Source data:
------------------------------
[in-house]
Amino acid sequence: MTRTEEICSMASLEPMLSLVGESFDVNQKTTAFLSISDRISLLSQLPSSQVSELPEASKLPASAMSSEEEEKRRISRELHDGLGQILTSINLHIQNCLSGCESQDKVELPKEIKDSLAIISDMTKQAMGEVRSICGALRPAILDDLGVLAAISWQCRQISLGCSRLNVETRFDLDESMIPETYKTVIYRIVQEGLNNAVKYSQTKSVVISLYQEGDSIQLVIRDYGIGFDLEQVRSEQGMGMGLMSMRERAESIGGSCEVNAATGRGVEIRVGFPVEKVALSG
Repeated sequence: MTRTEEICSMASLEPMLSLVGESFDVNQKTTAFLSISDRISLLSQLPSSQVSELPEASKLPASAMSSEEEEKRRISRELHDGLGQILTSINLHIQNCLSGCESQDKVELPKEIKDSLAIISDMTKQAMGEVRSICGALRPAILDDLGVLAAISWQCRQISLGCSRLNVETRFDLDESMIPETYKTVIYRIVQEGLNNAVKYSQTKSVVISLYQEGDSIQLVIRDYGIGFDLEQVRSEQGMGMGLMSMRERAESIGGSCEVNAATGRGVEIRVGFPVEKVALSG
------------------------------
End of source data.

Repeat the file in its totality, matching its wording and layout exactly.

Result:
[in-house]
Amino acid sequence: MTRTEEICSMASLEPMLSLVGESFDVNQKTTAFLSISDRISLLSQLPSSQVSELPEASKLPASAMSSEEEEKRRISRELHDGLGQILTSINLHIQNCLSGCESQDKVELPKEIKDSLAIISDMTKQAMGEVRSICGALRPAILDDLGVLAAISWQCRQISLGCSRLNVETRFDLDESMIPETYKTVIYRIVQEGLNNAVKYSQTKSVVISLYQEGDSIQLVIRDYGIGFDLEQVRSEQGMGMGLMSMRERAESIGGSCEVNAATGRGVEIRVGFPVEKVALSG
Repeated sequence: MTRTEEICSMASLEPMLSLVGESFDVNQKTTAFLSISDRISLLSQLPSSQVSELPEASKLPASAMSSEEEEKRRISRELHDGLGQILTSINLHIQNCLSGCESQDKVELPKEIKDSLAIISDMTKQAMGEVRSICGALRPAILDDLGVLAAISWQCRQISLGCSRLNVETRFDLDESMIPETYKTVIYRIVQEGLNNAVKYSQTKSVVISLYQEGDSIQLVIRDYGIGFDLEQVRSEQGMGMGLMSMRERAESIGGSCEVNAATGRGVEIRVGFPVEKVALSG